In the Glass Palace Chronicle and U Kala's Burmese History, this town is frequently referred to as (ဥႆာပဲခူး) Ussa Paikhu _ the classical and native names being put together. (ပဲခူး) Paikhu is the spelling used by the Burmese writers. It is, however, written (ဗေဂါ) Bago in Mediaeval Mon which word first occurs in (မုစလိႏၵ) Mucalinda Inscription set up by Mon King Dhammaceti, and its meaning is "beautiful". Later, it is spelt in many different ways, such as
(a) ဗေဂါ = Bago
(b) ဗေဂါ၀္ = Bagow
(c) ပဂို၀္, ပဂဪု = Paguiv
(d) ပဂ၀္ = Pagaw
(e) ဘေဂါအ္, ဘေဂါ = Bhago.
(a), (b), (c) and (d) have the same meaning and the change in spelling is philologically possible, but as regards the last name (ဘေဂါအ္, ဘေဂါ) Bhago', the change from (၀္) 'w' into (အ္) 'a' is very uncommon in Mon language. Moreover, it has a different meaning altogether, (ဘ) Bha = to cheat or cheating; (ေဂါအ္, ေဂါ) go' = to obtain. Hence it is a town obtained by cheating.
The last name gave rise to a legend found in many of the Mon and Burmese historical writings as follows: _
Once upon a time, Pegu was under the sea. As time passed, a shoal appeared in that place. A sailing boat which came from India for trading with "the eastern lands" became stranded there. Thereupon (ငဒူလာ) Na Du La and (ငဘာပါ) Na Bhapa who were captains of the boat foretold that in time to come that place would become at fertile island and therefore they buried in the earth nine brass trays as evidence of their claim to the island. Later on, two Burmese named (ငေၾကာင္) Na Gron and (ငက်ား) Na Kya discovered the place and wishing to claim that they were the first discoverers, they buried nine basket-fuls of green-grams (ပဲေနာက္) underneath those nine brass trays. Then the two Mons called (ငေအာက္ပိ) Na Ok Pi and (ငေအာက္ဆံ) Na Ok Cham came upon the scene and as they wanted to have the p;ace, they buried nine iron hooks below the green-grams and the brass tryas. Many years afterwards the descendants of those men found the account of the place in the respective records left by their ancestors and so they came in search of the place and found it a fertile and pleasant island. A dispute arose among the claiments to the island and therefore they dug up the place and found the nine hooks all beneath the green-grams and brass trays, with the result that the island was given to the Mons. As it was obtained by cheating, it was known as (ဘေဂါအ္, ဘေဂၚ) Bhago'.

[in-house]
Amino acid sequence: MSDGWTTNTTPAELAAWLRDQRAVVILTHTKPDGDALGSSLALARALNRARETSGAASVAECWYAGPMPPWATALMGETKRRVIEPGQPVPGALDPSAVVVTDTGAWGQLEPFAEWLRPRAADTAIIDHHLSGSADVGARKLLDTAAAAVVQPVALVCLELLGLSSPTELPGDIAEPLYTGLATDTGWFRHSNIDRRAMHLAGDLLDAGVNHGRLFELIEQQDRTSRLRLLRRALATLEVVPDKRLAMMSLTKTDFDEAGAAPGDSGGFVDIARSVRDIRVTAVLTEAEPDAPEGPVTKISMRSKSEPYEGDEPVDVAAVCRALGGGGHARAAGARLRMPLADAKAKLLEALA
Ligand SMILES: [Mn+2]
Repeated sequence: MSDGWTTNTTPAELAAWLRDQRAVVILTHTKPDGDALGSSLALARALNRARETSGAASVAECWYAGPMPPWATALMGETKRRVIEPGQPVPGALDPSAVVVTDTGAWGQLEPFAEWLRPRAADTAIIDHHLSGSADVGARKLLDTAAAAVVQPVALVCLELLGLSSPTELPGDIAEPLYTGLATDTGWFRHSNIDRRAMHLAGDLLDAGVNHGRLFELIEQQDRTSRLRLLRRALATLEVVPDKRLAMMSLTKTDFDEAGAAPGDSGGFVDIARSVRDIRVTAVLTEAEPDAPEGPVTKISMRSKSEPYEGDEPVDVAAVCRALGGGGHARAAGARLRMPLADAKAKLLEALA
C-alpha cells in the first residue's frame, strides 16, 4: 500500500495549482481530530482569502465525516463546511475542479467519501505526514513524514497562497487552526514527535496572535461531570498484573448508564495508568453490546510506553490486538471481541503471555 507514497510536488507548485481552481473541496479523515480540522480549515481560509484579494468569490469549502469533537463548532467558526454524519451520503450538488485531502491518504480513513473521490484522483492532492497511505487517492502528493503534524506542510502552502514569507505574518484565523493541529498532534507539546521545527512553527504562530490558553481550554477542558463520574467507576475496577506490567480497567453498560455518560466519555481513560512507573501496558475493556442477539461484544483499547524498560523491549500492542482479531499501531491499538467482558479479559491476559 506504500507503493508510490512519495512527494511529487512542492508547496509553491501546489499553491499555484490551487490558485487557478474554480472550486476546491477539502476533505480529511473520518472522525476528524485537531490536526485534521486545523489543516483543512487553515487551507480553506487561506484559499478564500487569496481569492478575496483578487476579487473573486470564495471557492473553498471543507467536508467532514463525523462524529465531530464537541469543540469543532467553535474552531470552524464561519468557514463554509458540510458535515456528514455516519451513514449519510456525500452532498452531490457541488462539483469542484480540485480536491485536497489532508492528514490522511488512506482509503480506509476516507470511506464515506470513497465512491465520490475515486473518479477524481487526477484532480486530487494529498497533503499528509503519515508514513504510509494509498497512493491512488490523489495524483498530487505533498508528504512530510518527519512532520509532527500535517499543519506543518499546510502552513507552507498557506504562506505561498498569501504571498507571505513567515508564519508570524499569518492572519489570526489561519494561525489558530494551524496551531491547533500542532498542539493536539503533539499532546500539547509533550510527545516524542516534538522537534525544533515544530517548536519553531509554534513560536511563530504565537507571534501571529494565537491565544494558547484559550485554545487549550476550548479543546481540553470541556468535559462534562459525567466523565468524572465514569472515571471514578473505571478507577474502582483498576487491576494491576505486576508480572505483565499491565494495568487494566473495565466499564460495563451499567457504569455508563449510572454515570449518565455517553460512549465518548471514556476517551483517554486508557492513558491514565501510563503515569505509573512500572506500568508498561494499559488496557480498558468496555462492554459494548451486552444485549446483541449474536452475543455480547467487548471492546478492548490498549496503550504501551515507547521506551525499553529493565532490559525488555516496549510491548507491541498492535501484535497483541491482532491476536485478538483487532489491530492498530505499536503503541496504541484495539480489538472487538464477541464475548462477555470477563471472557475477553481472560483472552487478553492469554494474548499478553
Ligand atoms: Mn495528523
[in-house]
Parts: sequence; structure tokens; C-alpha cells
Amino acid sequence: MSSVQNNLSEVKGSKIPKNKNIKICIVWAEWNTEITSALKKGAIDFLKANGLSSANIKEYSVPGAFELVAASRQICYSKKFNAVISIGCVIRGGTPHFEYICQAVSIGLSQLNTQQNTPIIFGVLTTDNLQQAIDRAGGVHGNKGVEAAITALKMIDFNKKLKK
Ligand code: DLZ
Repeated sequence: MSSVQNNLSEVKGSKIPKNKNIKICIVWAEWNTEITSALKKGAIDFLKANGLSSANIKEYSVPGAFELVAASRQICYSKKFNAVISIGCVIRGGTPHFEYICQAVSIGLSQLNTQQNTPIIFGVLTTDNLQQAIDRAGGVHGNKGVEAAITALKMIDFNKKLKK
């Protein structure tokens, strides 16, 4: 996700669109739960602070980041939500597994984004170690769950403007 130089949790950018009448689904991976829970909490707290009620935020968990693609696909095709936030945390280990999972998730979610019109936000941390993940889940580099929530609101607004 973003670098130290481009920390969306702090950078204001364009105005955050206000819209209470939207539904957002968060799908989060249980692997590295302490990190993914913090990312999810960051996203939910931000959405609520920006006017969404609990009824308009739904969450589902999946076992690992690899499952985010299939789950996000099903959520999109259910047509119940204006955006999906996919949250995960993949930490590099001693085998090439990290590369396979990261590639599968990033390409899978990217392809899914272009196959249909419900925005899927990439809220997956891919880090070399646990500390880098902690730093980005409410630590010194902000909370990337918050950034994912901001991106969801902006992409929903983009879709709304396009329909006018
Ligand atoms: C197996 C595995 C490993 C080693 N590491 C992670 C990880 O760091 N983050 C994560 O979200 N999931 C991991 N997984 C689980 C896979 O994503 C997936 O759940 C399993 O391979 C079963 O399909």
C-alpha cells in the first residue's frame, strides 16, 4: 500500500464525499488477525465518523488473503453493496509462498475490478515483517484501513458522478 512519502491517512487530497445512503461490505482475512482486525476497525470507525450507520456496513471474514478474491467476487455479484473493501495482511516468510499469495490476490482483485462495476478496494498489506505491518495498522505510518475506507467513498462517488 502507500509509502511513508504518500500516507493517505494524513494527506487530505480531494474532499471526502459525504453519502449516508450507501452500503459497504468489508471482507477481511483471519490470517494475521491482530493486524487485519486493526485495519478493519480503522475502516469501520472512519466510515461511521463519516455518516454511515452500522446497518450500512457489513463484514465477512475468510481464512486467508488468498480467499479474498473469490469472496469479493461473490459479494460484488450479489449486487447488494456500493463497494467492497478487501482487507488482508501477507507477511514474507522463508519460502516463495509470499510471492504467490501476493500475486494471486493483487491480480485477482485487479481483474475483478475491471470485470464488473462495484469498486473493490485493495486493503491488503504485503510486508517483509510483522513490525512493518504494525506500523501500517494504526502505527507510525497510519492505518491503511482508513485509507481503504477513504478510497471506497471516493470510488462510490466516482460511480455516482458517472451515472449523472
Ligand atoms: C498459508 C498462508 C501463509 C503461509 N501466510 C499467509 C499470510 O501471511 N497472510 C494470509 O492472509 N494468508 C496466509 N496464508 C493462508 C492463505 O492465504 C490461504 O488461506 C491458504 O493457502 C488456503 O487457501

Some Burmese writers, however, think that the name (ပဲခူး) Paikhu has come from (ဥပါယ္ခိုး) Upay Khui. (ဥပါယ္) Upay is corrupted from (Pali) Upaya wich means a trick and (ခိုး) Khui in Burmese means " to steal". So it is a twon stolen by trick. But I do not think that the Burmese word (ခိုး) Khui would be used in a Mon place-name. I am, therefore, of the opinion that in view of the very strong evidence found in the inscription of (မုစလိႏၵ) Mucalinda Pagoda, (ဗေဂါ) Bago is the original name of Pegu, meaning " a town of beauty". Like Rangoon, Pegu is an ancient town in Ramannadesa. It has two classical names (1) (ဟံသာ၀တှ) Hamsawati and (2) (ဥႆာလ) Ussala. These classical names are frequently used in both Mon and Burmese literary and historical works. However, the name "Hamsawati" is more comly used by the people. In the Mediaeval Mon inscription set up by King Dhammmaceti near the (မုစလိႏၵ) Mucalinda Pagoda in Pegu, it is referred to as Hamsawati the meaning of which is "the city of (Hamsa) swans". The legend for this name is as follows: _ Hundreds of years ago, two swan, make and female perched (one upon another) on a small shoal as big only as the palm of a human hand, and this later became the fertile island of Pegu. As regards (ဥႆာလ) Ussala, it is first mentioned in the (ပရိမထှးလႈိင္႐ွင္) Parimma Thihuinrhan Inscription, set up by King Kyansitta in the year 1107 A.D. Some Burmese and Pali scholars believe that (ဥႆာလ) Ussala is corrupte4d from Orrisa, the name of a province in ancient India. I am, however, inclined to think that (ဥႆာလ) Ussala is a separate name by itself having its own approapriate meaning. For if the word Orrissa were to be corrupted into (ဥႆာလ) Usssala, (ၾသ) O has to be changed into (ဥ) U, (ရိ) ri dropped and (လ) la added. Although the changing, dropping and adding of letters in this manner cannot be said to be impossible, it is to be regarded as improbable. Moreover, (ဥႆာလ) Ussala which is shortened later into Ussa has its won meaning. It is a combination of two Pali words, (ဥ) U and (သာလ) Sala. (ဥ) U means mounting, going up or increasing in height and (သာလ) Sala essence or wealth and the city of (ဥႆာလ) Ussala means therefore, "the city of mounting wealth." Although that city at the present is an inland town, formerly it was a sea port of great prosperity.
By Prof. E Maung M.A.